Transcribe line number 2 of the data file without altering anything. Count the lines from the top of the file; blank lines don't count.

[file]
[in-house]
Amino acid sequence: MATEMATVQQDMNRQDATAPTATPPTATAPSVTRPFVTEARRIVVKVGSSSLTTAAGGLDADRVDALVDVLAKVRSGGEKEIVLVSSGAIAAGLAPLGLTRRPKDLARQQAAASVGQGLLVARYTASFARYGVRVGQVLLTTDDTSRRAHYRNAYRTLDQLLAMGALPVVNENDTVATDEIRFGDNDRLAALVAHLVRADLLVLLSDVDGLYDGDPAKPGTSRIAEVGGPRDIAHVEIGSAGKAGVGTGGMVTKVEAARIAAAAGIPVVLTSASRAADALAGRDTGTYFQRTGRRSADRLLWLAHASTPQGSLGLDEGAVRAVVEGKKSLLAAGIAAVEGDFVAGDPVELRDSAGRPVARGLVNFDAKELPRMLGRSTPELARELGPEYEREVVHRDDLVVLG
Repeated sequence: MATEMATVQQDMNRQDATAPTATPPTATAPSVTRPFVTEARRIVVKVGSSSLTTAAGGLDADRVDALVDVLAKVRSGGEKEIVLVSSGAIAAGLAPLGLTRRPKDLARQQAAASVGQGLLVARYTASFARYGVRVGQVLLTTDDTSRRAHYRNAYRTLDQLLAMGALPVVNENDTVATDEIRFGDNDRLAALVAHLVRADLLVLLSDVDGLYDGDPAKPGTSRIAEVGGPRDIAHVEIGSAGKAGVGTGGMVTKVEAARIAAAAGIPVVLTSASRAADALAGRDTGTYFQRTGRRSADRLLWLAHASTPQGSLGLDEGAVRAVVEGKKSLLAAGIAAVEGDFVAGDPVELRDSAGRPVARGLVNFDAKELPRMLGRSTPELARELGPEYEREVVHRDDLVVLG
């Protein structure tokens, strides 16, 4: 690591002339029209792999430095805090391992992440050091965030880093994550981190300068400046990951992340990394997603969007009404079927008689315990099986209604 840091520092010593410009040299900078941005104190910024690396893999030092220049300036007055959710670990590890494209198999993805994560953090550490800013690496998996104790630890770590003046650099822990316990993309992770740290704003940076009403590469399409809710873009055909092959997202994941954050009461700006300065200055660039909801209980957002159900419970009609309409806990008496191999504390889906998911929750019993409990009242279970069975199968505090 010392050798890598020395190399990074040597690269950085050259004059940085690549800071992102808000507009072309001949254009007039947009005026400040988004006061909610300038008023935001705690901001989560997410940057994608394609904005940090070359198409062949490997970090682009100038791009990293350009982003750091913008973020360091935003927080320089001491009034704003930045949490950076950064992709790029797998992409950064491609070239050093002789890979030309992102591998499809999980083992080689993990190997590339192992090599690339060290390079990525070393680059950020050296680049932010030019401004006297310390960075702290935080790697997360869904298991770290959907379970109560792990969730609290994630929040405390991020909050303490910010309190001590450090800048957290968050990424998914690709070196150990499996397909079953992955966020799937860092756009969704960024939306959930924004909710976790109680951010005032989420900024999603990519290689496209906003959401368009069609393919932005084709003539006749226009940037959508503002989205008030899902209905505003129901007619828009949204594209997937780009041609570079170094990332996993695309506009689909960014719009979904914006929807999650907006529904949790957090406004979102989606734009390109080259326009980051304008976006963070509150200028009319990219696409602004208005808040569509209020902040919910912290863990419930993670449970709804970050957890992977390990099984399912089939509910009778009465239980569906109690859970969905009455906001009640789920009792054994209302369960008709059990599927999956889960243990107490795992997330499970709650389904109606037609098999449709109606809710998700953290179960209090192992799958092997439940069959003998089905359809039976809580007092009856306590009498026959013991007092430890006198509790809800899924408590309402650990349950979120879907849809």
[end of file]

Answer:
Amino acid sequence: MATEMATVQQDMNRQDATAPTATPPTATAPSVTRPFVTEARRIVVKVGSSSLTTAAGGLDADRVDALVDVLAKVRSGGEKEIVLVSSGAIAAGLAPLGLTRRPKDLARQQAAASVGQGLLVARYTASFARYGVRVGQVLLTTDDTSRRAHYRNAYRTLDQLLAMGALPVVNENDTVATDEIRFGDNDRLAALVAHLVRADLLVLLSDVDGLYDGDPAKPGTSRIAEVGGPRDIAHVEIGSAGKAGVGTGGMVTKVEAARIAAAAGIPVVLTSASRAADALAGRDTGTYFQRTGRRSADRLLWLAHASTPQGSLGLDEGAVRAVVEGKKSLLAAGIAAVEGDFVAGDPVELRDSAGRPVARGLVNFDAKELPRMLGRSTPELARELGPEYEREVVHRDDLVVLG